• Refuge

    The terribly sad shootings in Tunisia just over a week ago were another reminder that, as if we could forget, parts of the world are at war. However painful Western deaths are for us, it cannot be denied that they are few compared those in Syria where so many people have been suffering terribly for years now. Take in the figures of the refugees; four million at the last count, with an estimated seven and a half million displaced inside the country internally. Those figures are difficult to take in and in the face of such tragedy it’s all too easy to turn away, to switch off the news or tune out the knowledge that – a few thousand miles away - a terrible war is still being waged.

    It can be hard to know how to react. Are efforts to support the expatriated ever enough? Is it constructive to engage with the issues of that conflict; the miasma of the thorny problems of the war? How can we help without adding to the problem, without being sucked in to the mire? There are the huge international humanitarian efforts of course and it is only right that we should do our best to bolster them in every way we can.

    Then there are the issues of countries taking in those fleeing the fighting. It has to be said that our government’s record is pretty shameful on this; despite pledging hundreds of millions of pounds to the humanitarian endeavor we have taken in just over 3,500 Syrian asylum seekers, with only ninety admitted over the last year through the vulnerable persons relocation scheme. This is compared to Germany’s 30,000, though the intake of other European countries numbers is still relatively few, with the exception of Sweden and Norway. Last year some 200,000 refugees sought asylum in Germany alone. Meanwhile, a raft of British charities recommended that the UK take in 10,000 refugees; and that would only account for our share of a western adoption of 5% of the total Syrian refugee population. To put that in perspective, Britain took in 100,000 Jews before WWII and 19,000 Vietnamese boat people in the seventies.

    Or consider the burden being carried by other Middle Eastern states; some six million refugees in Jordan with over a million more who have crossed the border into Lebanon; over a quarter of that country’s population. Turkey hosts another million, 30% of them in government-run camps. We should remember their plight among all the many migrants at Calais seeking a place of greater safety, to paraphrase the title of the book (which describes another time when those fleeing the bloody repercussions of a revolution sought to make their way across the English Channel).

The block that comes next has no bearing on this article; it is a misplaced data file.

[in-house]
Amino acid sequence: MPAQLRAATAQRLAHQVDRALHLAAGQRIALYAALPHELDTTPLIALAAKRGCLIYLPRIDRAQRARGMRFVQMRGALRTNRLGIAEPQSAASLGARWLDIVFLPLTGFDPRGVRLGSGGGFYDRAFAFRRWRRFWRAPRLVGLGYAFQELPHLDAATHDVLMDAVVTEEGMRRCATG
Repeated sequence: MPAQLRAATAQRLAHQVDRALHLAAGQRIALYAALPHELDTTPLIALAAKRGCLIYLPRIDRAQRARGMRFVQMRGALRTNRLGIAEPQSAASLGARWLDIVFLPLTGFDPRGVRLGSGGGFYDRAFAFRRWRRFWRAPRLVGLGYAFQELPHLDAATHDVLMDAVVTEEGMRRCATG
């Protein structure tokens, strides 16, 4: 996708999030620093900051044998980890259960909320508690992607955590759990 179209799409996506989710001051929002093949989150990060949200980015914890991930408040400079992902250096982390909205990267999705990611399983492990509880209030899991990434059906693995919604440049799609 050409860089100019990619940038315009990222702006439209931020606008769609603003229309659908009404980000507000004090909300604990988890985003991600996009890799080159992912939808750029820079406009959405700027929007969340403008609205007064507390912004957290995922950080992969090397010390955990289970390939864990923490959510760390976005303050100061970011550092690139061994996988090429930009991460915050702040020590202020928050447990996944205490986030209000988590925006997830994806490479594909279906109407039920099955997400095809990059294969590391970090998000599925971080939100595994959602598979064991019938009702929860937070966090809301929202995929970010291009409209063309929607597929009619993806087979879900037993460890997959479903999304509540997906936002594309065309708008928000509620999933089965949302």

Sadly it appears that there can be no real peace in Syria till Assad goes, for crimes too many and well documented enough that I won’t distress you with the figures here. Whether he must face trial or leave the post by his own volition in exchange for some anonymous refuge to help bring peace more quickly is another issue and beyond my own ability to say. But it’s hard to see a future where his torture archipelagos persist.

    What’s clear of course is that he’s waging war on his own people and that they continue to suffer terribly under his bombardments. This certainly gives traction to renewed calls for a no fly zone in the country; it may be the greatest chance the population has for restoration of some kind of relative peace. It would also help stop more civilian deaths from Western warplanes, a thing we hear little about.

    While war rages there and over the border in Iraq, perhaps one of the most constructive things we can do as concerned people is encourage religious scholarship and look for any avenues that undermine the narratives of groups like Isis; as their ideological power wanes it would help remove a central justification of Assad’s war against his countrymen. I hope for a better future for Syria and the wider region and that the knowledge that the world is so full of concern for the place can help give some kind of succour to the people living there, to all those in the camps or otherwise displaced in other countries. I hope and pray they see an enduring time of peace in the days ahead. God knows they’ve waited long enough.

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branchlines

The posts here originally grew from a website that was set up to advertise a book that describes things a long time ago. That book was always intended to address more than any single issue, even if it encompassed that as well.

At its broadest, I hoped it could help express how things can be when anyone of us acts on behalf of the environment, of their community, of our collective future itself. It was informed by far more than simply the times it describes; it was an attempt to articulate a feeling that has carried on and grown and means more than just a narrow 'us and them'.

I'm mainly working on other writing at the moment but thought there was probably something to be said for keeping these posts online while the issues they deal with remain relevant. I hope you find something on these pages that proves of interest or use as we all rise to meet the new times.

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